Surface Feat featuring Jaena Kwon, Andrew Mcnay, and Jenna Rosenberg unearths under-represented artists with wall-based practice.
Floor to wall, these artists have been selected for their mindful focus, whether observing a surface and meticulously re-constituting its ontology or destabilizing painted layers with scrutiny. The paintings bring attention to the constructions around us—the weave of canvas, the composite of our roads, the accumulation of paint on walls.
Occasionally, any one of us is graced with that moment when the sidewalk is more interesting than our iPhone, or when the door of the bathroom stall is more interesting than the cartoon’s fucking on it. Perhaps we are caffeinated, in the middle of the perfect bowel movement, or otherwise blissful. The artists were selected for living in this moment or, rather, making it their duty to inhabit the immediacy of the affective surfaces surrounding while taking careful notes on each detail.
As a painter using sculptural processes, McNay uses custom-casting techniques and dollar store dyes to evoke a fraudulent painterly form. The exacting process re-casts the wheel, positioning the viewer to reconsider comfortable interpretations. Plaster canvas weaves and wooden panels painted and formed to look like metallic sheets present familiar objects from subways and museums alike. Time spent with the surfaces rewards small clues to the true makeup of the objects, i.e. affected holes exposing rocky matte otherwise absent in woven linen.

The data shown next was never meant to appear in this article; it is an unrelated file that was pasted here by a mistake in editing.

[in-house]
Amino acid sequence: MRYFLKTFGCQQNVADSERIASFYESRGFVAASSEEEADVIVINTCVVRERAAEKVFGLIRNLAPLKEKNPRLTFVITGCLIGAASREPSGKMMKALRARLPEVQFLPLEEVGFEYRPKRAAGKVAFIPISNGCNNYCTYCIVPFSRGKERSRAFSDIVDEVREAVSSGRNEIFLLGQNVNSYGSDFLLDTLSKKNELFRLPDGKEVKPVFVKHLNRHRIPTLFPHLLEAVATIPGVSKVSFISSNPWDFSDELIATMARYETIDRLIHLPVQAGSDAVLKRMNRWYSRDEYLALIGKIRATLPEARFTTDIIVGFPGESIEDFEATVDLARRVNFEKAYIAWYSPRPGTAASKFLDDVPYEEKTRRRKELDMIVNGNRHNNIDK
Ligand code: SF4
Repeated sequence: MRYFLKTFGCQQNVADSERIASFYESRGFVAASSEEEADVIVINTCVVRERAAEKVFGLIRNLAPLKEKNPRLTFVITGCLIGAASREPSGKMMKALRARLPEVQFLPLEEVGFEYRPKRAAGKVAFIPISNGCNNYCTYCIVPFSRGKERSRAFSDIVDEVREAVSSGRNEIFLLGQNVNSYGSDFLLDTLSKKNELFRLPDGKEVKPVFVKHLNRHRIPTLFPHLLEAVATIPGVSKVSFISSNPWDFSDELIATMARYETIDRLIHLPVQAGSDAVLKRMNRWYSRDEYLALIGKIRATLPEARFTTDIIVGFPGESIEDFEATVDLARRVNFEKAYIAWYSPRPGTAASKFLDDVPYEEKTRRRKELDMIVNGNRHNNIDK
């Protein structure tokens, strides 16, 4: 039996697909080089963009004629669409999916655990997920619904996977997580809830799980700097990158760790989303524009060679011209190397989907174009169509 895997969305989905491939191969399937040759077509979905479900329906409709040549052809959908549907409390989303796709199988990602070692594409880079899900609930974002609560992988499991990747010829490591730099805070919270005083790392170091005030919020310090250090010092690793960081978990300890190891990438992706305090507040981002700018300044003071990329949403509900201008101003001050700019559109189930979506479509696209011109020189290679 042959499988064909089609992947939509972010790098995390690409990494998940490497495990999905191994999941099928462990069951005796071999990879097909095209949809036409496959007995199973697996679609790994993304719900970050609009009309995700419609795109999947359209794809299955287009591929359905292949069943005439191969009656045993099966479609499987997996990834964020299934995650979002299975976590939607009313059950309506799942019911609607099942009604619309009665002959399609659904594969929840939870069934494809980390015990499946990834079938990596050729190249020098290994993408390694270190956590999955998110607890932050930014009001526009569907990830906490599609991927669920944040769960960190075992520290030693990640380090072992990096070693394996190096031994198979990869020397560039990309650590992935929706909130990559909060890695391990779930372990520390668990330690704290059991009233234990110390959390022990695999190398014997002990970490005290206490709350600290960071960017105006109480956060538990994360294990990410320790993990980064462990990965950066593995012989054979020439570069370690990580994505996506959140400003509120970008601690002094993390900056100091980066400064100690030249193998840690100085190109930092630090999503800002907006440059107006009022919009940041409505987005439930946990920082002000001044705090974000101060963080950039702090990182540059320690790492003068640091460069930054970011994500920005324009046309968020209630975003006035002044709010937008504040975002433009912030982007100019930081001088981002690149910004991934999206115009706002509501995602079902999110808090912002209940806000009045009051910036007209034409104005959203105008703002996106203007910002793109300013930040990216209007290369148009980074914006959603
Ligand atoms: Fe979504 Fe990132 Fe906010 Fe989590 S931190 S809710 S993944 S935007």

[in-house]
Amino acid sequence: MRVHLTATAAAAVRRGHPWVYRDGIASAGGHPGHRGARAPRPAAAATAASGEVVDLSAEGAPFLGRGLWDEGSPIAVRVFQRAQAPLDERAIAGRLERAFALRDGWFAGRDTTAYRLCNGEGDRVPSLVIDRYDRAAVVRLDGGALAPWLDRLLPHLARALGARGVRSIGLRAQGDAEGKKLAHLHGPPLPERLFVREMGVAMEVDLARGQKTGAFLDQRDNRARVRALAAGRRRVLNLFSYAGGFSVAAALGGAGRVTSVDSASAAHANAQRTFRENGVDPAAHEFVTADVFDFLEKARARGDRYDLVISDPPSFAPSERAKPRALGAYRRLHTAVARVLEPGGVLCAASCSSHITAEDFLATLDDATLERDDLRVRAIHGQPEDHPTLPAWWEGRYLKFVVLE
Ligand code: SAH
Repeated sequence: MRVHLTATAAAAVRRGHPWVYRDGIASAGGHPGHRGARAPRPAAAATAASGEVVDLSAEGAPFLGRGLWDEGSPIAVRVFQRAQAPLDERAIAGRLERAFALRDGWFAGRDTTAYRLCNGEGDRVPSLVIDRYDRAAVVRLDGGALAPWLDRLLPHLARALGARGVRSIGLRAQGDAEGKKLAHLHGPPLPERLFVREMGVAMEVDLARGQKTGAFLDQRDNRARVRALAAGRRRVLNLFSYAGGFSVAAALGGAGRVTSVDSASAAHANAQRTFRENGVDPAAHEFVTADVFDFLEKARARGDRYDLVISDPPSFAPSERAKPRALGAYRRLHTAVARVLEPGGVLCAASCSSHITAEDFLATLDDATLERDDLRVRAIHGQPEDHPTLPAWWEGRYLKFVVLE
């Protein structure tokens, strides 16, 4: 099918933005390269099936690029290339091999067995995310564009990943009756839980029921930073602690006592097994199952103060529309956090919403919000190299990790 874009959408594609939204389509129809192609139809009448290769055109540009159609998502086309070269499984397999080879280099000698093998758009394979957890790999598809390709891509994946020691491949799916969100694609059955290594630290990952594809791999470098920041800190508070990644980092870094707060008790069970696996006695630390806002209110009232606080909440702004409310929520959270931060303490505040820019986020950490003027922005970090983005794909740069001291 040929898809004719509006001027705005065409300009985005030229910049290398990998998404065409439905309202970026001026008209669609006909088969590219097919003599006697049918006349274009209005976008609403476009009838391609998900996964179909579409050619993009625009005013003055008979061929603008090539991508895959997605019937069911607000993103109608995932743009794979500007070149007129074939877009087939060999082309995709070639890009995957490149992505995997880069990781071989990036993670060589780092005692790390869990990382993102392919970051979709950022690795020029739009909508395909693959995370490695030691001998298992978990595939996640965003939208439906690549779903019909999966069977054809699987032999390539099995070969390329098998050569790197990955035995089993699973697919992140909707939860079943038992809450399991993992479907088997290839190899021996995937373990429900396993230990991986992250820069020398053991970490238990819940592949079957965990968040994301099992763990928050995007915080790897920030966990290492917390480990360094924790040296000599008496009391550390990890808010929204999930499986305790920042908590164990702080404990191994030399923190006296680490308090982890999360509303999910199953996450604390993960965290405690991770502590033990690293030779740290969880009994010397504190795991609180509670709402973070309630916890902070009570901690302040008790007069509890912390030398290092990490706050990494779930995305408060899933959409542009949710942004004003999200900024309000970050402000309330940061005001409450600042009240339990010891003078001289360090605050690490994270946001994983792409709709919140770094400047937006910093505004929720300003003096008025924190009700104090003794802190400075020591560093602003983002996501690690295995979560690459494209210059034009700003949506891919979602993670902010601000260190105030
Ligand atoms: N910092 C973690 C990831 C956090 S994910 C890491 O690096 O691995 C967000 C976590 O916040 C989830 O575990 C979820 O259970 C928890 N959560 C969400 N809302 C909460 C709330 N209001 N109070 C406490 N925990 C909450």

Rosenberg shares this penchant for deception. Focusing her attention on the floor, her work re-pedestals renowned surfaces such as industrial shipping pallets or ancient Greco-marble floors. Her trompe l'oeil detailing is the ace in the hole for her Styrofoam constructions. Conceptually, the flipped card creates the necessary confusion to encourage viewers to be more skeptical of their environment, IRL.
While the aforementioned talent focuses on re-imaging existing surfaces, Kwon spends time perfecting subtle color gradations and meticulously formed and finished slabs of shaped medium-density fibreboard (MDF). Equally confusing as the work of Rosenberg and McNay, Kwon’s panels offer the indeterminate presence of shaped metal or plastic forms. The effective combination of form and color, call attention to something that feels specific, familiar, yet upon reflections pulls up no cognitive results, allowing for the work to feel new, fun, and minimal, simultaneously.
As a group exhibition, Surface Feat will leave viewers reflecting on both the singular works in the show and their relationship to larger sets of objects outside of an art-context. Reconsidering the important details, the world feels fresh again. Like Jazzy Jeff besting the Fresh Prince of Bel-Air as the two African-American men turn into septuagenarians and look back on an overly-indulged acting career and a series of bad albums, Jeff turns to Will and says take a new look and this time remember what it is that you were looking for in the first place.